Today's food trendsWhen carousing the IFT Food Expo floor researching and sampling exhibitors' fare, keep in mind the three most important consumer segments to be formulating for, and also factor in these three trends influencing consumer food choices: snacking, seeking wellness and lowering carbohydrates/sugar. With all of these trends, convenience rules.
Many of today's fast-paced consumers graze throughout the day, replacing one or more of the traditional three daily meals with a snack. What constitutes a snack food varies by user, presenting an incredible opportunity for dairy foods manufacturers to offer their wares in convenient, portion-control packaging in order to appeal to on-the-go consumers.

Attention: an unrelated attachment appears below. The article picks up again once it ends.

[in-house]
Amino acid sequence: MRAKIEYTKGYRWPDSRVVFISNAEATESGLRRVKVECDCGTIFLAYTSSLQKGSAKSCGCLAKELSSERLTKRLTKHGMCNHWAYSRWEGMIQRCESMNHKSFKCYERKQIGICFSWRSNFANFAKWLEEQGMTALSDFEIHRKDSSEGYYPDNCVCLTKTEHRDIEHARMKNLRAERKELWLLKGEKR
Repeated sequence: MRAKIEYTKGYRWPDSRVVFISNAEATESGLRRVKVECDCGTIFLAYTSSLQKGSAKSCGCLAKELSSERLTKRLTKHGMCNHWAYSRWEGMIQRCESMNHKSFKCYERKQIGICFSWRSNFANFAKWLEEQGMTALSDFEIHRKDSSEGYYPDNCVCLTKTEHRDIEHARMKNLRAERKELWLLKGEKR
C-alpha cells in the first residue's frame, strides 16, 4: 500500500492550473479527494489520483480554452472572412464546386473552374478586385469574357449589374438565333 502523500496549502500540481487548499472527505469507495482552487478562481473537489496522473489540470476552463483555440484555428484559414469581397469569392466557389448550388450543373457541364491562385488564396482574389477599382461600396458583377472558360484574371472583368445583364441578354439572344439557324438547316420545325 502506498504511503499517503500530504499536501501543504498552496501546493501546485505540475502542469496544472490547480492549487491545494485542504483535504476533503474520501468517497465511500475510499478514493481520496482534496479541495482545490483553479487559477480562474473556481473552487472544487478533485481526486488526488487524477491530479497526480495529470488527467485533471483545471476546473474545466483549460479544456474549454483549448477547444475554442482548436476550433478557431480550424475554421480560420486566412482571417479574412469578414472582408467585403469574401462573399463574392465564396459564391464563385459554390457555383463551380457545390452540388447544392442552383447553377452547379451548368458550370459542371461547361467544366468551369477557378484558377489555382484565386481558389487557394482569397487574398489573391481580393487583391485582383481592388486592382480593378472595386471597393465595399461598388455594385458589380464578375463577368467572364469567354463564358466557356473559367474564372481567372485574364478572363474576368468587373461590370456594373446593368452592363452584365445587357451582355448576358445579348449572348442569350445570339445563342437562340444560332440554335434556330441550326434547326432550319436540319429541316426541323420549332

The wellness trend plays into snack foods, too. Because when it comes to seeking wellness, consumers know that foods should be their first choice for nutritional needs. In fact, according to a HealthFocus International 2003 study, 10% of shoppers always choose foods for health reasons, while 59% usually do and 25% sometimes do. Only 6% rarely or never select foods because of their nutritional value.
With dairy foods inherently nutritious, it is quite easy to make them even more healthful through the addition of better-for-you ingredients. Besides the obvious option of fortifying with vitamins and minerals, other frequently added ingredients include fiber, probiotic cultures and whey proteins. There's also the opportunity to produce a lutein-supplemented cultured dairy product for eye health, or an added-choline creation for improved memory.